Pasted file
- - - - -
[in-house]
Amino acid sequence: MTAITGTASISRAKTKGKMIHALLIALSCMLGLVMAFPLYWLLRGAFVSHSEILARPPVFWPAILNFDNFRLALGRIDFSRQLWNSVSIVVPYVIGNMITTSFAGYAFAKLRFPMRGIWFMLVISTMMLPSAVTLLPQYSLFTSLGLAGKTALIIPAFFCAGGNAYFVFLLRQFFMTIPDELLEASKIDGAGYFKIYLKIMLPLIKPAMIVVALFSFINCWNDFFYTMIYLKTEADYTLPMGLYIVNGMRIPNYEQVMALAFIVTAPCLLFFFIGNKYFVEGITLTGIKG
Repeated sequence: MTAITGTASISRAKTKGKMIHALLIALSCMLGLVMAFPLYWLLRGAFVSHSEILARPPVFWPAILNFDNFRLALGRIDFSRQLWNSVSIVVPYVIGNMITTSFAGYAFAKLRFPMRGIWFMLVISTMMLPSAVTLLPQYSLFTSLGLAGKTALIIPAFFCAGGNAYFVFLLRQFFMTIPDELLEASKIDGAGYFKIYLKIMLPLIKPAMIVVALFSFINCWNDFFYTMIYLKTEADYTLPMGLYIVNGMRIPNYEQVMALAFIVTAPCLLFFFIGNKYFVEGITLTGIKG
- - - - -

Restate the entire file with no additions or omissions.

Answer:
[in-house]
Amino acid sequence: MTAITGTASISRAKTKGKMIHALLIALSCMLGLVMAFPLYWLLRGAFVSHSEILARPPVFWPAILNFDNFRLALGRIDFSRQLWNSVSIVVPYVIGNMITTSFAGYAFAKLRFPMRGIWFMLVISTMMLPSAVTLLPQYSLFTSLGLAGKTALIIPAFFCAGGNAYFVFLLRQFFMTIPDELLEASKIDGAGYFKIYLKIMLPLIKPAMIVVALFSFINCWNDFFYTMIYLKTEADYTLPMGLYIVNGMRIPNYEQVMALAFIVTAPCLLFFFIGNKYFVEGITLTGIKG
Repeated sequence: MTAITGTASISRAKTKGKMIHALLIALSCMLGLVMAFPLYWLLRGAFVSHSEILARPPVFWPAILNFDNFRLALGRIDFSRQLWNSVSIVVPYVIGNMITTSFAGYAFAKLRFPMRGIWFMLVISTMMLPSAVTLLPQYSLFTSLGLAGKTALIIPAFFCAGGNAYFVFLLRQFFMTIPDELLEASKIDGAGYFKIYLKIMLPLIKPAMIVVALFSFINCWNDFFYTMIYLKTEADYTLPMGLYIVNGMRIPNYEQVMALAFIVTAPCLLFFFIGNKYFVEGITLTGIKG